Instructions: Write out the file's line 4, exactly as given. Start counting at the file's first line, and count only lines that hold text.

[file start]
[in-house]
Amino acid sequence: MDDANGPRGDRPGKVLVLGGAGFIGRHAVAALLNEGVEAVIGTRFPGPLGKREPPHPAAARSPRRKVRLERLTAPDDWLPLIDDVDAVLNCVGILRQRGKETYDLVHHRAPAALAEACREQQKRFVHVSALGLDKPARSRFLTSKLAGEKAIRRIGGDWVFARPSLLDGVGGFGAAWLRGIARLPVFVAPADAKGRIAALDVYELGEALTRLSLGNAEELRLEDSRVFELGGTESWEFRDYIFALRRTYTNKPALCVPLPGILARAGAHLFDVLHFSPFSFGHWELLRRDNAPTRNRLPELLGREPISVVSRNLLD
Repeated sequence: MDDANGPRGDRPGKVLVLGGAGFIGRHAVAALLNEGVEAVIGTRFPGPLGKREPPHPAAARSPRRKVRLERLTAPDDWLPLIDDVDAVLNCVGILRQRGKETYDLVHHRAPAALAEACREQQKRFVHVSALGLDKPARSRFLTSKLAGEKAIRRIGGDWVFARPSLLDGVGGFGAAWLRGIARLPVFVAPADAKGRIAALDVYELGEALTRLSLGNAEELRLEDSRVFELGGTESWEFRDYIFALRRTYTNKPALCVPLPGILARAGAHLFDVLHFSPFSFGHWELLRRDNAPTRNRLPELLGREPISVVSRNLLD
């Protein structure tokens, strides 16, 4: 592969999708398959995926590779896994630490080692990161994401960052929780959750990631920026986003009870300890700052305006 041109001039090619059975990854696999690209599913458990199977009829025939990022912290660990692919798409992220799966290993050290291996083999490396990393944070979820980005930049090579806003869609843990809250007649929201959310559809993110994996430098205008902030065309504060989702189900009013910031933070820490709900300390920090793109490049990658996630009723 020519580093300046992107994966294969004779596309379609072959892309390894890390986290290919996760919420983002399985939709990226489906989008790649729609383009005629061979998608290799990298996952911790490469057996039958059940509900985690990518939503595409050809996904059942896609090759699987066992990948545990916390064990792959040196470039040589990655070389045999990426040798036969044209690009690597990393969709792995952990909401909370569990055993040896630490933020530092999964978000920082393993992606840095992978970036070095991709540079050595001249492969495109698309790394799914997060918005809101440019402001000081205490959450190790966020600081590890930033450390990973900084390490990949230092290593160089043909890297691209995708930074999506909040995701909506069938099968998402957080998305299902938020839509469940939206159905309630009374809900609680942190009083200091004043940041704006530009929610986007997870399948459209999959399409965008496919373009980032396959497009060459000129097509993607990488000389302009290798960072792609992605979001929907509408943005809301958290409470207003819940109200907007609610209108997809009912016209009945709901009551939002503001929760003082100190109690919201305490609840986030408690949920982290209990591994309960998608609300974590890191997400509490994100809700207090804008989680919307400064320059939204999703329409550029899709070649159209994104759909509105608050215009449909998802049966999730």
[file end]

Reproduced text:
């Protein structure tokens, strides 16, 4: 592969999708398959995926590779896994630490080692990161994401960052929780959750990631920026986003009870300890700052305006 041109001039090619059975990854696999690209599913458990199977009829025939990022912290660990692919798409992220799966290993050290291996083999490396990393944070979820980005930049090579806003869609843990809250007649929201959310559809993110994996430098205008902030065309504060989702189900009013910031933070820490709900300390920090793109490049990658996630009723 020519580093300046992107994966294969004779596309379609072959892309390894890390986290290919996760919420983002399985939709990226489906989008790649729609383009005629061979998608290799990298996952911790490469057996039958059940509900985690990518939503595409050809996904059942896609090759699987066992990948545990916390064990792959040196470039040589990655070389045999990426040798036969044209690009690597990393969709792995952990909401909370569990055993040896630490933020530092999964978000920082393993992606840095992978970036070095991709540079050595001249492969495109698309790394799914997060918005809101440019402001000081205490959450190790966020600081590890930033450390990973900084390490990949230092290593160089043909890297691209995708930074999506909040995701909506069938099968998402957080998305299902938020839509469940939206159905309630009374809900609680942190009083200091004043940041704006530009929610986007997870399948459209999959399409965008496919373009980032396959497009060459000129097509993607990488000389302009290798960072792609992605979001929907509408943005809301958290409470207003819940109200907007609610209108997809009912016209009945709901009551939002503001929760003082100190109690919201305490609840986030408690949920982290209990591994309960998608609300974590890191997400509490994100809700207090804008989680919307400064320059939204999703329409550029899709070649159209994104759909509105608050215009449909998802049966999730």